Title: Open UX design: finding user research in the crowd
Dr. Paula Bach
University of Illinois at Urbana Champaign
Date: November 20th, 2009
Location: 3105 Egr (CSE conference room)
Host: C. Titus Brown
Free/Libre/Open Source software (FLOSS) development communities have revolutionized the way software is produced. As of yet, very few FLOSS communities have revolutionized user experience (UX) design but more are integrating UX practices. In this talk I present a research space that aims to investigate three key areas of understanding and improving usability and UX in open source projects. The key areas include understanding contributions to UX made from developers, users, and UX designers. Because the socio-technical environment of FLOSS projects is unique, including the distributed nature of collaborations, and crowdsourcing design ideas, new ways of understanding UX work are needed. I will present summaries of two studies and a new space currently in its nascent stages of investigation. One study intended to open up the socio-technical gap for UX in FLOSS specifically addressing the participation of UX designers while the other characterized UX practices in two FLOSS projects. The new space includes finding, understanding, and making use of information found in open source design discussions for understanding user needs and user research.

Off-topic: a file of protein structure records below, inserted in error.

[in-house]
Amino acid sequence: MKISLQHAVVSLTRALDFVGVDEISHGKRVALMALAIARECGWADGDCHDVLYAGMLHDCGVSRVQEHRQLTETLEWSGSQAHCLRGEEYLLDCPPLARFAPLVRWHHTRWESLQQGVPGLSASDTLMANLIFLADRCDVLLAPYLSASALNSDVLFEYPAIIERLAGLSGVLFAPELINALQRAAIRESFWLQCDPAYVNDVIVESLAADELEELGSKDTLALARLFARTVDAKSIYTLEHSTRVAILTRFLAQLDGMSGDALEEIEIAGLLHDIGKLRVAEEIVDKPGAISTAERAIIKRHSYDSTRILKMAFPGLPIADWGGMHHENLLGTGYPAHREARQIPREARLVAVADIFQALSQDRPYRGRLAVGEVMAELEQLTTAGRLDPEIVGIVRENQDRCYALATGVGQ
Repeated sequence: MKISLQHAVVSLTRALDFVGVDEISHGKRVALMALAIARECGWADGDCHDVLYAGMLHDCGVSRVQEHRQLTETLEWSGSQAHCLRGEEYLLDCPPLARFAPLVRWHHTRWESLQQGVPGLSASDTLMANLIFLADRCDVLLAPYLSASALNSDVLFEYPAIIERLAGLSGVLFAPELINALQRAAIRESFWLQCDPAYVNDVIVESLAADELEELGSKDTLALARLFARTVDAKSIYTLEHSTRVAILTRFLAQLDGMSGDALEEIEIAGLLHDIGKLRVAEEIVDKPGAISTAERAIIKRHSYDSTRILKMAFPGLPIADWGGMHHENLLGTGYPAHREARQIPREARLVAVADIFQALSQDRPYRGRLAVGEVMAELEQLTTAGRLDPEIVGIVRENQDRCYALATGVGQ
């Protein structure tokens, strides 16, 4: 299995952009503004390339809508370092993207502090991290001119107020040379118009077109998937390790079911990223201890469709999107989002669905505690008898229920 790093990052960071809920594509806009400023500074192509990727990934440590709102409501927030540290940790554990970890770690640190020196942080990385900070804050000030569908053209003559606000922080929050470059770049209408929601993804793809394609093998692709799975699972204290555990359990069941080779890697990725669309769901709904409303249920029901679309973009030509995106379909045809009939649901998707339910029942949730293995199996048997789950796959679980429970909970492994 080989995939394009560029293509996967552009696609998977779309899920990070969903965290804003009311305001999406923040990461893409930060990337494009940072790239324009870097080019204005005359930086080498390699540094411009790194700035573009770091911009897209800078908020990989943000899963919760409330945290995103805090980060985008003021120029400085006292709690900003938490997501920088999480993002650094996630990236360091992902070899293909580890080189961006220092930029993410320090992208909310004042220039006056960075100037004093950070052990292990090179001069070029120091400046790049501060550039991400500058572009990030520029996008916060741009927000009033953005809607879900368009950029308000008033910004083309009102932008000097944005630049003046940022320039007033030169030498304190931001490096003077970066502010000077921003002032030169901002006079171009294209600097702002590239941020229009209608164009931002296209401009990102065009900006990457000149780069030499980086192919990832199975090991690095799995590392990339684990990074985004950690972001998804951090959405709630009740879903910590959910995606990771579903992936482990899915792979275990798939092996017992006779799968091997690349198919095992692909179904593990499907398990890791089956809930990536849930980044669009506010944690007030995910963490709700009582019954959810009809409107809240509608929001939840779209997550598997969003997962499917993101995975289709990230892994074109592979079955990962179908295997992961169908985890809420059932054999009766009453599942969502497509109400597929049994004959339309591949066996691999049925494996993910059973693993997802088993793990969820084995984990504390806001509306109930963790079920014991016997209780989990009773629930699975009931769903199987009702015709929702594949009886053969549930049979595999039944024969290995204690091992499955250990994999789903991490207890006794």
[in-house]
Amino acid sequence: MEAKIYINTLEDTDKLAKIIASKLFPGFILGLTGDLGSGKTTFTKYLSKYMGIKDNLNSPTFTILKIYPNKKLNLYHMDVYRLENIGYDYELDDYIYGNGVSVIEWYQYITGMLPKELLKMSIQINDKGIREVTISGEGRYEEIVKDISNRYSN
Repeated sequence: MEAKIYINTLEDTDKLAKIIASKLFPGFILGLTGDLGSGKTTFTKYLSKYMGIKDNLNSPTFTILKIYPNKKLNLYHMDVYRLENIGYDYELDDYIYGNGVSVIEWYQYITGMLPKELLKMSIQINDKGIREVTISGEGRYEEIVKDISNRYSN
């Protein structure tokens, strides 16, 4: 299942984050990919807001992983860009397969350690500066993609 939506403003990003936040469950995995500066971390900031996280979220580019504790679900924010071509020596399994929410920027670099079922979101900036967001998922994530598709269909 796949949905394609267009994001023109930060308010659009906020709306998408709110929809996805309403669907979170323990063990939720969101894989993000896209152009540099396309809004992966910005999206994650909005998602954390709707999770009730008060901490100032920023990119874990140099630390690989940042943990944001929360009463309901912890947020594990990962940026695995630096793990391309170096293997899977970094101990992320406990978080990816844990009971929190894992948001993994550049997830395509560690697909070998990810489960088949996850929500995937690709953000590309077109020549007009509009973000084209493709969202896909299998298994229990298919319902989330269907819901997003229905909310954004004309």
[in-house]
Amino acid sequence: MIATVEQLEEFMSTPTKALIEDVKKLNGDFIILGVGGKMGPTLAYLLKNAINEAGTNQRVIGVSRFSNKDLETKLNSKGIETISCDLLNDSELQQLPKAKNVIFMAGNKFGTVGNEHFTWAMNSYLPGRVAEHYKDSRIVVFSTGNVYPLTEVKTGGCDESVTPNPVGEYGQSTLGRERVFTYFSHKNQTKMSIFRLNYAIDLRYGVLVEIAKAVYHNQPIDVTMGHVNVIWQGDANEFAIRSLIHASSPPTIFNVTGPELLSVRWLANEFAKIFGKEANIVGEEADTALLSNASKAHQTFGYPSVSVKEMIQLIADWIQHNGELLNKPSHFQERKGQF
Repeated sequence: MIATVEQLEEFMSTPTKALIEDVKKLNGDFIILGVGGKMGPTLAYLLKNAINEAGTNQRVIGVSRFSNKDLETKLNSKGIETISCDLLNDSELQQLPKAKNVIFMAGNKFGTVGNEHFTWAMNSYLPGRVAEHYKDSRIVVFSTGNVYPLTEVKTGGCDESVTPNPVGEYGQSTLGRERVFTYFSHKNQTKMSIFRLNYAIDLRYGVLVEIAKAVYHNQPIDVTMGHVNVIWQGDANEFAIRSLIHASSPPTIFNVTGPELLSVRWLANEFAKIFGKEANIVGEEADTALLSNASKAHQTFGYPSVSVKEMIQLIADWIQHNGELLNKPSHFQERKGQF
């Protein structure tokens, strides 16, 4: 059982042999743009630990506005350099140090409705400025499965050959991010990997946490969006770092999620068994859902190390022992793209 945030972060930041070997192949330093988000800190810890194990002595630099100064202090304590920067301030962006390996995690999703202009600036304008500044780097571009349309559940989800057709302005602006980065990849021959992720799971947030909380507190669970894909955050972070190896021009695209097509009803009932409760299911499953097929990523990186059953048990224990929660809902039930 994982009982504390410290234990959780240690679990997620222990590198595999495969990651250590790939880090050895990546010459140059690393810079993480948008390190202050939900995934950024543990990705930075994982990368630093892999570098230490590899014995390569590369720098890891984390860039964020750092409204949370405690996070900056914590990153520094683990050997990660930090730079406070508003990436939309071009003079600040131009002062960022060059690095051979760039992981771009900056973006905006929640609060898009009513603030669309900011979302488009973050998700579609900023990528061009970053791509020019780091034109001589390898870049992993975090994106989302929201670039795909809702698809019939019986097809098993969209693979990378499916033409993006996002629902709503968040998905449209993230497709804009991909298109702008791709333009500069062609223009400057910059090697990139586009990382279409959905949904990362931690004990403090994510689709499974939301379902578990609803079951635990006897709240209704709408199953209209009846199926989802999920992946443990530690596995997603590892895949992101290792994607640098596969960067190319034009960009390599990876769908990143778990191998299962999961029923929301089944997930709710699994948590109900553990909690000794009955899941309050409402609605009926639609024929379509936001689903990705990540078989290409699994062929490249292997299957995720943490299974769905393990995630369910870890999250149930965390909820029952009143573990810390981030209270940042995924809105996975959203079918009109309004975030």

Bio and background:
Paula Bach is a postdoctoral research associate at The University of Illinois Graduate School of Library and Information Science (GSLIS). Bach is an NSF-funded Computing Innovation Fellow. This highly-competitive program seeks to identify the most promising new PhDs in computing and informatics and retain them in research and teaching in order to support intellectual renewal and diversity in the computing fields at U.S. organizations. She is one of the 11 percent of successful applicants to the program.
Bach completed her thesis, "Supporting the User Experience in Free/Libre/Open Source Software (FLOSS) Development" working in the Computer Supported Collaborative Learning Lab and Penn State Center for HCI under the direction of Jack Carroll, Edward M. Frymoyer professor of information Sciences and Technology.
She is working at GSLIS with Professor Michael Twidale to continue and extend her research on ways in which sociotechnical solutions can foster participation from HCI professionals and HCI-interested users as well as investigating other ways to make FLOSS more usable.